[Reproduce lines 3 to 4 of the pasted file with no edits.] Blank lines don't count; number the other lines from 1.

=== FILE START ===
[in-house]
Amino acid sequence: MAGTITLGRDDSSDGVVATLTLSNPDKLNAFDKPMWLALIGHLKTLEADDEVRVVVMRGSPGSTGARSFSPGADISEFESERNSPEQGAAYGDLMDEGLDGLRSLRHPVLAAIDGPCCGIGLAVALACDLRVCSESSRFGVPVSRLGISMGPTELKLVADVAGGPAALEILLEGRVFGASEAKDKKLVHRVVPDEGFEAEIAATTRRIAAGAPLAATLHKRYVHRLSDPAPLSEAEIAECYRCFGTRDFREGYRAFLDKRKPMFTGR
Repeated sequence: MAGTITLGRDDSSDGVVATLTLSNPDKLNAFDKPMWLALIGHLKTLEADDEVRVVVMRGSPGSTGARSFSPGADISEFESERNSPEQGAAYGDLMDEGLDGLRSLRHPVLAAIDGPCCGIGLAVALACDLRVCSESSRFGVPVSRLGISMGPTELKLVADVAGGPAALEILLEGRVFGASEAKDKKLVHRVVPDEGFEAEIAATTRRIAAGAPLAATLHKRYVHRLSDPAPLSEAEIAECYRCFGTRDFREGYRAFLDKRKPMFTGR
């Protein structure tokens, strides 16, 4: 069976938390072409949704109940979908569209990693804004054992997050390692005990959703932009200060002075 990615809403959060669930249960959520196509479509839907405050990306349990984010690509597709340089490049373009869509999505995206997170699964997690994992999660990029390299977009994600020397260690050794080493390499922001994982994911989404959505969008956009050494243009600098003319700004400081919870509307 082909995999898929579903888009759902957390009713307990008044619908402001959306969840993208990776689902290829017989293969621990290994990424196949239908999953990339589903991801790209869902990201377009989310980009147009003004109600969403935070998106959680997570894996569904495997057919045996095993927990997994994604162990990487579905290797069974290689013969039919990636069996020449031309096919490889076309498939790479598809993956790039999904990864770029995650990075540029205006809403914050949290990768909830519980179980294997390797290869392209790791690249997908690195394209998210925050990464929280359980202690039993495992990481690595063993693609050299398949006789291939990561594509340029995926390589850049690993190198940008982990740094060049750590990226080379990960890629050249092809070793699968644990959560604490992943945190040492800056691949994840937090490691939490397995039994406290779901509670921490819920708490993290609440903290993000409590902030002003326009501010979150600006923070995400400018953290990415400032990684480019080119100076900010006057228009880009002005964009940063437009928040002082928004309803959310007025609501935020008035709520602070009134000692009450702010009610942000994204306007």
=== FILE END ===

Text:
Repeated sequence: MAGTITLGRDDSSDGVVATLTLSNPDKLNAFDKPMWLALIGHLKTLEADDEVRVVVMRGSPGSTGARSFSPGADISEFESERNSPEQGAAYGDLMDEGLDGLRSLRHPVLAAIDGPCCGIGLAVALACDLRVCSESSRFGVPVSRLGISMGPTELKLVADVAGGPAALEILLEGRVFGASEAKDKKLVHRVVPDEGFEAEIAATTRRIAAGAPLAATLHKRYVHRLSDPAPLSEAEIAECYRCFGTRDFREGYRAFLDKRKPMFTGR
């Protein structure tokens, strides 16, 4: 069976938390072409949704109940979908569209990693804004054992997050390692005990959703932009200060002075 990615809403959060669930249960959520196509479509839907405050990306349990984010690509597709340089490049373009869509999505995206997170699964997690994992999660990029390299977009994600020397260690050794080493390499922001994982994911989404959505969008956009050494243009600098003319700004400081919870509307 082909995999898929579903888009759902957390009713307990008044619908402001959306969840993208990776689902290829017989293969621990290994990424196949239908999953990339589903991801790209869902990201377009989310980009147009003004109600969403935070998106959680997570894996569904495997057919045996095993927990997994994604162990990487579905290797069974290689013969039919990636069996020449031309096919490889076309498939790479598809993956790039999904990864770029995650990075540029205006809403914050949290990768909830519980179980294997390797290869392209790791690249997908690195394209998210925050990464929280359980202690039993495992990481690595063993693609050299398949006789291939990561594509340029995926390589850049690993190198940008982990740094060049750590990226080379990960890629050249092809070793699968644990959560604490992943945190040492800056691949994840937090490691939490397995039994406290779901509670921490819920708490993290609440903290993000409590902030002003326009501010979150600006923070995400400018953290990415400032990684480019080119100076900010006057228009880009002005964009940063437009928040002082928004309803959310007025609501935020008035709520602070009134000692009450702010009610942000994204306007």